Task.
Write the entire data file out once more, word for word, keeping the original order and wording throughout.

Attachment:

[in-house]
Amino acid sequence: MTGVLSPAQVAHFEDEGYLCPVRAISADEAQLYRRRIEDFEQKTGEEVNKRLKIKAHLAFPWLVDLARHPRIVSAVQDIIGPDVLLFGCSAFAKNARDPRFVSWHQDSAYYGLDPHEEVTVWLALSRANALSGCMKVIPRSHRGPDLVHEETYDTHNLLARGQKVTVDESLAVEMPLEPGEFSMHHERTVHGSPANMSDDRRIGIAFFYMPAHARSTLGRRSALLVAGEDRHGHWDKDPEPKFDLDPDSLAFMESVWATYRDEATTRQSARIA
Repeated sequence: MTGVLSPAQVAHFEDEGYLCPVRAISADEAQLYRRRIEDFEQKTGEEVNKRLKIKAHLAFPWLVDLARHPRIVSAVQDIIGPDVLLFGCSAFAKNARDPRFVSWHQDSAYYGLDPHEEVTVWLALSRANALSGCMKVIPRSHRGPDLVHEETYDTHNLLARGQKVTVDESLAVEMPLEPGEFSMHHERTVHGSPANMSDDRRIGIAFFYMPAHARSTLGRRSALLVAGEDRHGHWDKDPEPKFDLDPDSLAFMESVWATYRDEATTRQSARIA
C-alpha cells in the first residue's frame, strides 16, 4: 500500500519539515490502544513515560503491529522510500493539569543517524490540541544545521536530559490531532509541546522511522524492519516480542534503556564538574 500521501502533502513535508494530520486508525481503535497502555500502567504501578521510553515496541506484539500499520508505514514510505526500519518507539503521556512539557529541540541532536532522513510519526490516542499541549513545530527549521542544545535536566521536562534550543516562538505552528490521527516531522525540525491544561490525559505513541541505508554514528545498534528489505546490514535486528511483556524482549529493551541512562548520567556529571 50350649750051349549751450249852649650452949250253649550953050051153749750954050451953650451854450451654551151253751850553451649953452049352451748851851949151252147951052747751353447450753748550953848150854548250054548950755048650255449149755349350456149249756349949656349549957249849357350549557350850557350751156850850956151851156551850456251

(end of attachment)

[in-house]
Amino acid sequence: MTGVLSPAQVAHFEDEGYLCPVRAISADEAQLYRRRIEDFEQKTGEEVNKRLKIKAHLAFPWLVDLARHPRIVSAVQDIIGPDVLLFGCSAFAKNARDPRFVSWHQDSAYYGLDPHEEVTVWLALSRANALSGCMKVIPRSHRGPDLVHEETYDTHNLLARGQKVTVDESLAVEMPLEPGEFSMHHERTVHGSPANMSDDRRIGIAFFYMPAHARSTLGRRSALLVAGEDRHGHWDKDPEPKFDLDPDSLAFMESVWATYRDEATTRQSARIA
Repeated sequence: MTGVLSPAQVAHFEDEGYLCPVRAISADEAQLYRRRIEDFEQKTGEEVNKRLKIKAHLAFPWLVDLARHPRIVSAVQDIIGPDVLLFGCSAFAKNARDPRFVSWHQDSAYYGLDPHEEVTVWLALSRANALSGCMKVIPRSHRGPDLVHEETYDTHNLLARGQKVTVDESLAVEMPLEPGEFSMHHERTVHGSPANMSDDRRIGIAFFYMPAHARSTLGRRSALLVAGEDRHGHWDKDPEPKFDLDPDSLAFMESVWATYRDEATTRQSARIA
C-alpha cells in the first residue's frame, strides 16, 4: 500500500519539515490502544513515560503491529522510500493539569543517524490540541544545521536530559490531532509541546522511522524492519516480542534503556564538574 500521501502533502513535508494530520486508525481503535497502555500502567504501578521510553515496541506484539500499520508505514514510505526500519518507539503521556512539557529541540541532536532522513510519526490516542499541549513545530527549521542544545535536566521536562534550543516562538505552528490521527516531522525540525491544561490525559505513541541505508554514528545498534528489505546490514535486528511483556524482549529493551541512562548520567556529571 50350649750051349549751450249852649650452949250253649550953050051153749750954050451953650451854450451654551151253751850553451649953452049352451748851851949151252147951052747751353447450753748550953848150854548250054548950755048650255449149755349350456149249756349949656349549957249849357350549557350850557350751156850850956151851156551850456251